Over the past couple of weeks I have been out and about travelling around our beautiful country in the autumn sunshine. I spent the night at Airth Castle Hotel at the end of October looking after my grandson while my daughter and her partner attended a dinner dance in the hotel organised by SPOA (The Scottish Plant Owners Association).
For a crawling one year old, a hotel bedroom offers unrivalled opportunities for exploring, playing and generally getting up to mischief. But a hotel room in a real castle was something else! Sleep, of course, was the last thing on his mind but we had lots of fun.
SPOA’s mission is “working together to drive mutual benefit”, but unless you are actively involved in the industry, it is easy to take for granted the contribution its members make to both maintaining and developing our roads, our buildings and the general infrastructure the length and breadth of the country.
This thought struck me as I was driving to Argyll the following week. My daughter has settled there with her partner, so I am now familiar with every twist and turn of the A83, including the infamous Rest and Be Thankful. For most of the summer I saw work taking place at “The Rest”with a view to mitigating the frequent landslides. I also experienced road repairs and resurfacing at various stretches from Tarbet to Tarbert, in the main carried out with care and concern and minimum disruption to traffic.
The top of the Rest and Be Thankful
Thanks to new phone masts along the route, mobile phone coverage is available for my entire journey, providing a security blanket should any roadside assistance be required.
I have mentioned before that I like to listen to audio content while I am driving, and on my recent journeys I started Michelle Obama’s memoir “Becoming”. Hers is an amazing story, and her own narration truly brings it to life. Beautifully and eloquently written, she shares personal events and her own reactions to them in a bravely honest and candid way. I found the description of her childhood particularly touching and enlightening.
In one section she mentions her strong cadre of female friends who have bolstered her through school and college and on into her professional and political life.
This struck a chord with me, and made me reflect on my own experience of female friendship and also that of my daughters. Michelle Obama writes movingly of losing a close friend to cancer at 26. In a strange twist, I also experienced the loss of a school-friend to leukaemia at 27.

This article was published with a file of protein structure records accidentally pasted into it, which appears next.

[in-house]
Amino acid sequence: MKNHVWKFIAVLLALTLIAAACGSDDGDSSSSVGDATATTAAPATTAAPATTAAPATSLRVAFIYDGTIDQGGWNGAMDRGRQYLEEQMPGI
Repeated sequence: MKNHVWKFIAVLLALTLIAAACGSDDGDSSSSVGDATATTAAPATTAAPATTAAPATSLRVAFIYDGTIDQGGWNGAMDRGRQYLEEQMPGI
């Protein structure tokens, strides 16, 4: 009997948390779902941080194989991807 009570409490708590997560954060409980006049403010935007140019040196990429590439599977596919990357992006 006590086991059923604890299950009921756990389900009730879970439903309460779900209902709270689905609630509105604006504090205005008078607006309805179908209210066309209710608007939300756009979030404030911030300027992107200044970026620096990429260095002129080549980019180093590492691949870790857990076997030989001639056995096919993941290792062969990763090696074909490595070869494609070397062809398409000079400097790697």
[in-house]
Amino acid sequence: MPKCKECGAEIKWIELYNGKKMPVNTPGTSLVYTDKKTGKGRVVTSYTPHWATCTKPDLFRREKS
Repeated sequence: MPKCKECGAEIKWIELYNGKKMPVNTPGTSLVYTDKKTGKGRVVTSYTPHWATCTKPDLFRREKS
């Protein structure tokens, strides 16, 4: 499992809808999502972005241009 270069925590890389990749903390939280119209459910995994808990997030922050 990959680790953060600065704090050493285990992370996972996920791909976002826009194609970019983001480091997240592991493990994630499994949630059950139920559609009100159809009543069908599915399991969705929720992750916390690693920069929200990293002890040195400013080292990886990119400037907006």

On a happier note, I still have a friend from school whom I’ve known for over 50 years. Despite living at the other end of the UK, when we get a chance to see each other, time melts away and we pick up effortlessly from when we last met.
Similarly I have a friend from my student days who lives in Dundee and we keep in touch via WhatsApp and very long phone calls!
RSS Discovery, Dundee
My two closest friends live nearby and we have known each other since our children were babies, so over the years we have shared the ups and downs of parenting, work, and now the joys of grand-parenting.
I am pleased that my elder daughter is beginning to make friends in her new home in Argyll, mainly through playgroup and toddler activities. She still has a strong network of school friends and keeps in touch with them by Facebook and WhatsApp and catches up face to face when she is visiting us.
My younger daughter has a close group of friends also from school and university, but a new puppy is introducing her to another set of like-minded pet owners.
Molly - the new labradoodle puppy. How cute is she?
This has been a slightly rambling blog, but as we say on our webpage, our blog is about thoughts, musings and ruminations. So I guess I have nailed that one!
It has meandered a bit like my frequent journeys along the A83 in Argyll, with quiet reflection and beautiful scenery.
Turning back to the SPOA link at the beginning, I think close friendships are the equivalent of those plant hire companies. They are there - just when you need them - for as long as you need them, covering emergencies, driving new growth and development, raising quality, or simply keeping things going, life would be virtually impossible without them.
And taking another meander, geese flying in formation like those in the title image are frequently cited as a mental model for leadership. Having a strong sense of purpose and direction, but equally of community and support, they mirror the traits of a close friendship.
Having a friend and being a friend is one of life’s precious gifts. It requires commitment and kindness, but the rewards are well worth the effort. Kenny Rogers captures the spirit of friendship in his evocative song – You Can’t Make Old Friends. Extract below.
"What will I do when you are gone?
Who's gonna tell me the truth?
Who's gonna finish the stories I start
The way you always do?
When somebody knocks at the door
Someone new walks in
I will smile and shake their hands
but you can't make old friends..."
Take care. Lead well.